A monochrome moment in the park captures the drama of this captured leaf.
This week’s Weekly Photo Challenge: Weight(less) from Ben has given me the perfect excuse to open up the archives once again and revisit a never-to-be-forgotten afternoon nearly fifty years ago shooting rehearsals at Covent Garden in London. You may remember my other archival visit in response to the Photo Challenge: Broken last May, which I cheekily entitled “Peeping Beauty”. As I wrote then, my negatives are as pristine today in their protective sleeves as they were all those years ago.
Although I love the convenience of modern day digital photography, I have to confess there is something magical about 35 mm film as I think back and remember waiting anxiously for those images to slowly appear in the dim orange light of the photographic dark room.
I hope you’ll agree the image I have chosen has “the air of weightlessness” about it that Ben has asked us for.
Photography 101: Architecture – Study architectural forms, and also train your eye to look for shots that will translate well in black and white.
My submission to Leanne Cole’s Monochrome Madness Week 34, with a little colorful modification, is the sparkling crystal chandelier from the Weekly Photo Challenge: Refraction. Visit Leanne’s blog to see all the other Monochrome Madness images in her wonderful gallery this week; you won’t be disappointed.
Although I took this photo over forty years ago the memory of the moment is as fresh as if it were yesterday. As to the title, a number of ideas came to mind, Heat Wave, Wavelength, Wave to the camera, but none was quite what I wanted. I chose Arpeggio to suggest all the different sounds coming from the wave crashing against the walkway in rapid succession.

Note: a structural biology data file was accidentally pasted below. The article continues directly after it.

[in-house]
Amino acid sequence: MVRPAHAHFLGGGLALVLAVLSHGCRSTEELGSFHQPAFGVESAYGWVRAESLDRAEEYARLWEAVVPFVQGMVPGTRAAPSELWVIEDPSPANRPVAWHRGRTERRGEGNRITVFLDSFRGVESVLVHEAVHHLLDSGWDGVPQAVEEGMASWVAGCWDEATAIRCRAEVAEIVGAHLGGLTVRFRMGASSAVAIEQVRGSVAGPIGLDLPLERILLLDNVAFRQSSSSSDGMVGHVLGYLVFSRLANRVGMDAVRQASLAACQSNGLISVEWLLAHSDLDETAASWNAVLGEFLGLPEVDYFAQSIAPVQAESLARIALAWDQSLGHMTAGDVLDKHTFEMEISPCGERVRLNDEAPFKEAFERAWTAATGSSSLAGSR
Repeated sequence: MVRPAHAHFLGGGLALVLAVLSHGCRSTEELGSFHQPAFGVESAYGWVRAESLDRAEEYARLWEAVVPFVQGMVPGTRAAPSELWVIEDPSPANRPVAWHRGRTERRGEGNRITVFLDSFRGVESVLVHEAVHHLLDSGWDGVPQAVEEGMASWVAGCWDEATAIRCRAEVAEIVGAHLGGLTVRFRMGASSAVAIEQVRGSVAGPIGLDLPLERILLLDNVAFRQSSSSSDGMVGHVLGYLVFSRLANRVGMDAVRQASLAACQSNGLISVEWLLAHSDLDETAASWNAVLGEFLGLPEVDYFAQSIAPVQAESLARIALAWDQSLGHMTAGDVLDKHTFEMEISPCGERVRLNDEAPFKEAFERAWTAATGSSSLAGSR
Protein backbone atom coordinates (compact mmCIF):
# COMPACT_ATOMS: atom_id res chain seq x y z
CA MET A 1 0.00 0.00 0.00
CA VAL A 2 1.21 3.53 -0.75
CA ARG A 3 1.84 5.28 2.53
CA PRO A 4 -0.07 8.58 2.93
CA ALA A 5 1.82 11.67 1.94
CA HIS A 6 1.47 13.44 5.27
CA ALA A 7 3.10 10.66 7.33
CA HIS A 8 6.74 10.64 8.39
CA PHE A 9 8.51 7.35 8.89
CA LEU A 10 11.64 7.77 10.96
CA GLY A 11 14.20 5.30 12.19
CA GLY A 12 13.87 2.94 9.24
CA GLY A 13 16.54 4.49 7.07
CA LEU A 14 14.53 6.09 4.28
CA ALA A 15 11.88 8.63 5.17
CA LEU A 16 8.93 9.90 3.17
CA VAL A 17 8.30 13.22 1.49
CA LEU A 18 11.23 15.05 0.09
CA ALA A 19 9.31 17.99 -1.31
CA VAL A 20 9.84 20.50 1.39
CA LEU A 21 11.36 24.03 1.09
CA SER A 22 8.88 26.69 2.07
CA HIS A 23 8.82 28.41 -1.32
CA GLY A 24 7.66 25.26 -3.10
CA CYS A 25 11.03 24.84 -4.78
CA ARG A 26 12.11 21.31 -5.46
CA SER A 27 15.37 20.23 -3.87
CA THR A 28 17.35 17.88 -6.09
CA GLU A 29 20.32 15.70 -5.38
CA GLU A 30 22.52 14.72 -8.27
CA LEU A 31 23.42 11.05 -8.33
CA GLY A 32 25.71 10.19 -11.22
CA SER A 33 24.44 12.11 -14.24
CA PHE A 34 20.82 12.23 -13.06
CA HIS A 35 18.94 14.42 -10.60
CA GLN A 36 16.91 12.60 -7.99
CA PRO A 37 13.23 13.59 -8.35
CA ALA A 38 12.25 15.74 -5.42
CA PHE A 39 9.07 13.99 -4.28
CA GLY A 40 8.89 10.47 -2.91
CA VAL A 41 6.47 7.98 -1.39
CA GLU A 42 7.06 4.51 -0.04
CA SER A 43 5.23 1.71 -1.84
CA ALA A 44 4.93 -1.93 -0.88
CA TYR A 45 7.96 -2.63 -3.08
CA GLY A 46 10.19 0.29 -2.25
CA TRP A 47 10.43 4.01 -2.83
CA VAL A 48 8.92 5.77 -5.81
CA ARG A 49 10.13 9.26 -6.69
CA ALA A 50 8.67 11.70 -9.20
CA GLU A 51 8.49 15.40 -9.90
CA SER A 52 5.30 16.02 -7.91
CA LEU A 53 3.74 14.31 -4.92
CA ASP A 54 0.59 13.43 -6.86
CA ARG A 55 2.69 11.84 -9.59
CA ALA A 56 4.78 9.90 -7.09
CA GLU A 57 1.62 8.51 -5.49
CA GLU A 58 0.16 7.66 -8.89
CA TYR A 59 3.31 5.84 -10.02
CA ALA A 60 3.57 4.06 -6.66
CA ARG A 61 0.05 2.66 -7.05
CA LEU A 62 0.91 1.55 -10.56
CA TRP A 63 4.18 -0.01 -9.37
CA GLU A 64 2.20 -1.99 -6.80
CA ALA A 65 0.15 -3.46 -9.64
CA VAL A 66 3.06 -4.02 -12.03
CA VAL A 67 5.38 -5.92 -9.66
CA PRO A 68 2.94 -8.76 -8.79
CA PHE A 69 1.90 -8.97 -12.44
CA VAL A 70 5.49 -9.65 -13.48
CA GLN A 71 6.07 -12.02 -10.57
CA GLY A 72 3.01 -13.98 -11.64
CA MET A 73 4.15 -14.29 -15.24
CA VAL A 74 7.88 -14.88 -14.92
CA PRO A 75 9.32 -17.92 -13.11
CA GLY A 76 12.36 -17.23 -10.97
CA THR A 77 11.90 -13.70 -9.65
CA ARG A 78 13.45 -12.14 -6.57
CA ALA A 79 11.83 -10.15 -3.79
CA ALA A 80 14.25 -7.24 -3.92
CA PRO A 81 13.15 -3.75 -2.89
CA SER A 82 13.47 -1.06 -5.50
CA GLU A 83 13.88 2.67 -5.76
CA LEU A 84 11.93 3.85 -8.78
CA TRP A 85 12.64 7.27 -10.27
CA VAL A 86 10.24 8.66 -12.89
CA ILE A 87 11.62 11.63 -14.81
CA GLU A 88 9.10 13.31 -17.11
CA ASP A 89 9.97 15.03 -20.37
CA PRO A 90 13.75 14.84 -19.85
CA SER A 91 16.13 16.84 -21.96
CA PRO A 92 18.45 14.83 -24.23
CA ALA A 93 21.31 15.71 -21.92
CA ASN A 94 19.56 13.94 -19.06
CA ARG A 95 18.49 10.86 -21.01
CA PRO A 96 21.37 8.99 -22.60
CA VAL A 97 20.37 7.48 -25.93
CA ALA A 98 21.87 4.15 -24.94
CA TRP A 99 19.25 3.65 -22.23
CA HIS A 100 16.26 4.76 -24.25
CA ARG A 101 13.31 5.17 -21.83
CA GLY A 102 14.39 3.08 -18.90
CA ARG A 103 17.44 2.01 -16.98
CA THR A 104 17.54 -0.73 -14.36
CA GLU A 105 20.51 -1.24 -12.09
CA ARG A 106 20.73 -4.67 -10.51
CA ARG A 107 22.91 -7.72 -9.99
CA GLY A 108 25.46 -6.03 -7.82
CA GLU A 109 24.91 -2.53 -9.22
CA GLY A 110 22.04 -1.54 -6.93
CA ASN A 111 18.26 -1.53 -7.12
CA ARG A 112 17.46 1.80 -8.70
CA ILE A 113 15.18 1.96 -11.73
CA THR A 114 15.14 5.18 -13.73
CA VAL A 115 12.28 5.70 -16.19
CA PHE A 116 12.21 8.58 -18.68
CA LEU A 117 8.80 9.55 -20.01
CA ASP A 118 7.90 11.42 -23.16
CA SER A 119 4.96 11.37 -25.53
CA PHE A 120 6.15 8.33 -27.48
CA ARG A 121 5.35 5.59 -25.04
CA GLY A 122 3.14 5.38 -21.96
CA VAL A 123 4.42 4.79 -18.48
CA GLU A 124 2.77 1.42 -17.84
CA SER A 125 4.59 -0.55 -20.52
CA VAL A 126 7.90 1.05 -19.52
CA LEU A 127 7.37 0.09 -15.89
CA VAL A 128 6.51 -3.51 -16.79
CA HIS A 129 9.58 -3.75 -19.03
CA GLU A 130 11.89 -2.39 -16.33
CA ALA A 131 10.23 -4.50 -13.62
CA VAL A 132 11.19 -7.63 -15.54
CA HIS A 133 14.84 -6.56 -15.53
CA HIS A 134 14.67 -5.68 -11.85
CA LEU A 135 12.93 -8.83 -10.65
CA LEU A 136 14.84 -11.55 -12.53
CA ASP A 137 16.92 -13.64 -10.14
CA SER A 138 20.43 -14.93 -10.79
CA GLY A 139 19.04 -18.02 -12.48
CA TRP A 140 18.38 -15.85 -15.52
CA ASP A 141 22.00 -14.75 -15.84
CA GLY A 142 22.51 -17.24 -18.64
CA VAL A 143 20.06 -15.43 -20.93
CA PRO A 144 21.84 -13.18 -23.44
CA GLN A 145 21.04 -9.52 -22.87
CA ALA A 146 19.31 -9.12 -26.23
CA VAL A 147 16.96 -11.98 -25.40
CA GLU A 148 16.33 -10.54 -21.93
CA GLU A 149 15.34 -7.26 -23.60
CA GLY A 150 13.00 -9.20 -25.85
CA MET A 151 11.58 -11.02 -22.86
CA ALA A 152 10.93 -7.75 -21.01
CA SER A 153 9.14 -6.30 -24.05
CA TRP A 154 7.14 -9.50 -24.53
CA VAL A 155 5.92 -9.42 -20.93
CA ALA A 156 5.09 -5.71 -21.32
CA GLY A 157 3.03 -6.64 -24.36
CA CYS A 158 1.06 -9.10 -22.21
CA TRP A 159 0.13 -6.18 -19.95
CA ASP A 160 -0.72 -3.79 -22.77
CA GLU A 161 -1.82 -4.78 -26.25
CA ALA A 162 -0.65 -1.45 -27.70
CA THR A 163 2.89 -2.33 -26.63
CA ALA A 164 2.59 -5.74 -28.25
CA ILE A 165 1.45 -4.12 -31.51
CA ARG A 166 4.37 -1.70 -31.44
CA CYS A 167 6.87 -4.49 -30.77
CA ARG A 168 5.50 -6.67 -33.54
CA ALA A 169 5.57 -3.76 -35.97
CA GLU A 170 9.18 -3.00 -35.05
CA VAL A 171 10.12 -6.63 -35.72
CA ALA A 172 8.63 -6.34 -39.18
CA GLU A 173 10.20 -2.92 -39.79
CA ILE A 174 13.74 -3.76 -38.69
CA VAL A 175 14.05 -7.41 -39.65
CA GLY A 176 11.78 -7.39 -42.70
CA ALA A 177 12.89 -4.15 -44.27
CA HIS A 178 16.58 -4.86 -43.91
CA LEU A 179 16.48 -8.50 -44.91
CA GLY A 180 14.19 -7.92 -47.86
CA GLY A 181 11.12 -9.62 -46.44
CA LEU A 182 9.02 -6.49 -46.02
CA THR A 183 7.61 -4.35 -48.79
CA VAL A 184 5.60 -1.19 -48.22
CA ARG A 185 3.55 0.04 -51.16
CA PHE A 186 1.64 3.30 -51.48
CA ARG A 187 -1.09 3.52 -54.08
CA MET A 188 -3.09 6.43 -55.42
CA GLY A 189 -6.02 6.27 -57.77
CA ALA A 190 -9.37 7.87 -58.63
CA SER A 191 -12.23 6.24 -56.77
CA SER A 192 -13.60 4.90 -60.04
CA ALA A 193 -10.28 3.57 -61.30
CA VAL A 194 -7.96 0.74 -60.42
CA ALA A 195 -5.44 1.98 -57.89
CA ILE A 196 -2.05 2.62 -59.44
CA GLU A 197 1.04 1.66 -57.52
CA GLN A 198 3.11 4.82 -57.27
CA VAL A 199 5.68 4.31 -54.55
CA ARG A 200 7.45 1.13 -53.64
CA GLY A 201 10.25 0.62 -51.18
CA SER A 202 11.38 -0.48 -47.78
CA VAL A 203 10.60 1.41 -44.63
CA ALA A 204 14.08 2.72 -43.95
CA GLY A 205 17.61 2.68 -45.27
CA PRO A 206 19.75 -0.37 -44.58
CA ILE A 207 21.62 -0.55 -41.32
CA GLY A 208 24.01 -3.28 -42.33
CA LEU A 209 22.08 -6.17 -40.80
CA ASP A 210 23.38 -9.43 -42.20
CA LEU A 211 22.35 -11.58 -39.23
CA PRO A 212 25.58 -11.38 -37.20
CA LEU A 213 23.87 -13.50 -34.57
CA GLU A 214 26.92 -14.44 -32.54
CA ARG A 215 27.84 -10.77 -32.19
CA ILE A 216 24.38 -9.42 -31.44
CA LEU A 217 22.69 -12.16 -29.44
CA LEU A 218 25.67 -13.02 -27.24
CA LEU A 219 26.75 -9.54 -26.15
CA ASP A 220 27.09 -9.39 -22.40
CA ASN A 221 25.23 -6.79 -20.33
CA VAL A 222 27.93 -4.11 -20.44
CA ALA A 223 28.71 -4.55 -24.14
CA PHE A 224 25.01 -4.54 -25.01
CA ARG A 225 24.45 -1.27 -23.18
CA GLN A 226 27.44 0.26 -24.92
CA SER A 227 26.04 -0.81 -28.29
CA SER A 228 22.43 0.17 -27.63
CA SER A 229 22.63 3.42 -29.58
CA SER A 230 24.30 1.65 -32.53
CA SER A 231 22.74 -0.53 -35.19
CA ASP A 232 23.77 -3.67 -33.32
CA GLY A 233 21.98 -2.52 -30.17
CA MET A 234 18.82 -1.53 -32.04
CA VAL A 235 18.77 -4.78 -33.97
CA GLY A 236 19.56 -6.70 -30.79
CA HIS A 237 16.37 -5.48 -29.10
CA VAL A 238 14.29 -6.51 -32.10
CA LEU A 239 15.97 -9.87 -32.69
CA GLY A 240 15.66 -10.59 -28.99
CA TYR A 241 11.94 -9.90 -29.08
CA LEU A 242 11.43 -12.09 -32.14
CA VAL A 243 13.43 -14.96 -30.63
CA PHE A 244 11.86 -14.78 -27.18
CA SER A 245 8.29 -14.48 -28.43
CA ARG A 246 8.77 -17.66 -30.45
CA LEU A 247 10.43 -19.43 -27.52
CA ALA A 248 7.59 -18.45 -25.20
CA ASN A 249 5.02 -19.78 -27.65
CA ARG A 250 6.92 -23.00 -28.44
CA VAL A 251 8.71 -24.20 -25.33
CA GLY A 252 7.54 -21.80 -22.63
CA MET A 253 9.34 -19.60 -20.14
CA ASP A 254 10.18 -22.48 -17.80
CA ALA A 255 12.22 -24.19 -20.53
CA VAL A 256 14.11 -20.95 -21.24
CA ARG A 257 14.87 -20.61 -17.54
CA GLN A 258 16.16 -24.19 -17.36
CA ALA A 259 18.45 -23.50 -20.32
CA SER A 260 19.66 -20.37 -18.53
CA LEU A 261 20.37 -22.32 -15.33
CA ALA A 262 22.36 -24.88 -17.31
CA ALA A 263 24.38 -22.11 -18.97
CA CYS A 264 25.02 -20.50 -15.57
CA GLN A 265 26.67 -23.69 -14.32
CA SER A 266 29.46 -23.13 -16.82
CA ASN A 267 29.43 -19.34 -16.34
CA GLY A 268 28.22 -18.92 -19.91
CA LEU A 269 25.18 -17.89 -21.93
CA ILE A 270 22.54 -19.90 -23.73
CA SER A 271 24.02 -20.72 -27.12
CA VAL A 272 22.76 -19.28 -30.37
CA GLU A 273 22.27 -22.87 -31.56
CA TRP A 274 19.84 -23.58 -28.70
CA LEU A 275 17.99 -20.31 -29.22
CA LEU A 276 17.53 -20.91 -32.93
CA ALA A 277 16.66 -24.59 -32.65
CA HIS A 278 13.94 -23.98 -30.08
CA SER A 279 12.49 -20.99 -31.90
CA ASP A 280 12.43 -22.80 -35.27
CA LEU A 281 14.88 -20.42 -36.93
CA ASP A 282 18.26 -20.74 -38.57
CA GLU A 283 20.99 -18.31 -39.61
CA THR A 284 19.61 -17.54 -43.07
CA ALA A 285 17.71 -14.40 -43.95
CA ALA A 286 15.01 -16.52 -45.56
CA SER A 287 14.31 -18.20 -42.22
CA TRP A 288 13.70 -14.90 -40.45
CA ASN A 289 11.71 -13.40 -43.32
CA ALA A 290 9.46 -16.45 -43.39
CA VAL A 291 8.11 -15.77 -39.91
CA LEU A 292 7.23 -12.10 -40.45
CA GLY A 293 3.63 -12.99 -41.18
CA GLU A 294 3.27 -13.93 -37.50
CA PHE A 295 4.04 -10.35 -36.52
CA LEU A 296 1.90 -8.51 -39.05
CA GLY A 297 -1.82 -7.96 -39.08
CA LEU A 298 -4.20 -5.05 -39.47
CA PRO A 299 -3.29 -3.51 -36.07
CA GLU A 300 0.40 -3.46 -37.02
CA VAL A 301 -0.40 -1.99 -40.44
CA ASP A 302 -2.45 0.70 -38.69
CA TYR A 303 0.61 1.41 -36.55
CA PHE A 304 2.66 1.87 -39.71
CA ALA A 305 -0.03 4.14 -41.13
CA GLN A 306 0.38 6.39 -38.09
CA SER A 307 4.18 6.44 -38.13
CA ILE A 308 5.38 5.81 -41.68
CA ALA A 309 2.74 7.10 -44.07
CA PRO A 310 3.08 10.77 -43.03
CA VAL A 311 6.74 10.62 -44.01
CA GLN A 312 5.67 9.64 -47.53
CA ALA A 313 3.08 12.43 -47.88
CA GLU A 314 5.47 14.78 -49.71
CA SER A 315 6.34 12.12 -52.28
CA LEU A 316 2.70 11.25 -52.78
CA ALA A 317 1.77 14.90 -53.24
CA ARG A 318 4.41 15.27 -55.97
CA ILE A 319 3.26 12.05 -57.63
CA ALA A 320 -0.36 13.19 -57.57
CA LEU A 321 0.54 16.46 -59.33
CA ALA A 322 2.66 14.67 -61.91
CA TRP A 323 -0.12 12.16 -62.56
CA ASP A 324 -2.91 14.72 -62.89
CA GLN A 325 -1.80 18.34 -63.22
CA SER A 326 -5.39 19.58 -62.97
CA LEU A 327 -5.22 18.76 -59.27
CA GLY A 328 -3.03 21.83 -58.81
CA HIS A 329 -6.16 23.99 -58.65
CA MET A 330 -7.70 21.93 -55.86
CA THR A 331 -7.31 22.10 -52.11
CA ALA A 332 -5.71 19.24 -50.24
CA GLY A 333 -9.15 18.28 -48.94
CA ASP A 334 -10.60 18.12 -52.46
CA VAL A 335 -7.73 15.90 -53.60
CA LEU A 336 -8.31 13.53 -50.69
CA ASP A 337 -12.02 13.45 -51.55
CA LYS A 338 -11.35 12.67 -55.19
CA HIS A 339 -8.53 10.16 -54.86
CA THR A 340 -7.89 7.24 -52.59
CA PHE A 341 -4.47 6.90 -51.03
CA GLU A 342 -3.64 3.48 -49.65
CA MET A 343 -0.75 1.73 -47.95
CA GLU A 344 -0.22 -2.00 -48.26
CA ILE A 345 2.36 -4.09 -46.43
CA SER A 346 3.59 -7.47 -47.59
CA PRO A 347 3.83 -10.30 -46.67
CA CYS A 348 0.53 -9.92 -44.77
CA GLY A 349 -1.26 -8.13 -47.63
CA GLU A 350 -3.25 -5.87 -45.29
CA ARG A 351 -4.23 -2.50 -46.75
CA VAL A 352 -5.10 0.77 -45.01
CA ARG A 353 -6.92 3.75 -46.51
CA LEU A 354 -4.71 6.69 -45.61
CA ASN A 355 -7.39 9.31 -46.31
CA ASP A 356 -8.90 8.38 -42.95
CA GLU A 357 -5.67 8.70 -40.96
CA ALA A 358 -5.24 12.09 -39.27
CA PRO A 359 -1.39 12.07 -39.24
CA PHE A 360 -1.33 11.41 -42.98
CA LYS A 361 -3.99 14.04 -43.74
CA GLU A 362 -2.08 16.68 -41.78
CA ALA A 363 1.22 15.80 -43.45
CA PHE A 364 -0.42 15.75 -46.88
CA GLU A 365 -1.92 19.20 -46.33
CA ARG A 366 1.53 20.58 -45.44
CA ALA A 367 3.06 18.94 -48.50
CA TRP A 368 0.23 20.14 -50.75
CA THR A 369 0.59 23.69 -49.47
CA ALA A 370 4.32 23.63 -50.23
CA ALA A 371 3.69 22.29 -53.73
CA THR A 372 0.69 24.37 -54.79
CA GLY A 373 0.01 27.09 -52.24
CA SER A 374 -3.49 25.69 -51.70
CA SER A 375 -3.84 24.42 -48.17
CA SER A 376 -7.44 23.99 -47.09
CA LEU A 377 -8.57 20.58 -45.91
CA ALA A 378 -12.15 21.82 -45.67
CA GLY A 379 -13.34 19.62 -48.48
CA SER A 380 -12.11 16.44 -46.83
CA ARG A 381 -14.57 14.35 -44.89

Please visit Leanne Cole’s blog to see all of the great submissions to today’s Monochrome Madness Gallery.
All right, I admit it is perhaps a slight exaggeration but hopefully it caught your attention. Let me explain… and there will be a poll at the end.
My recent post Monochrome Enchantment was inspired by a superb exhibition at the Andrew Smith Gallery in Santa Fe of the works of Ansel Adams. Landscape photography never looked more breathtaking and I came away in awe of the drama and beauty of Ansel Adams’s black and white view of the world and a greater understanding as to why he is considered one of the greatest photographers of the twentieth century. Continue reading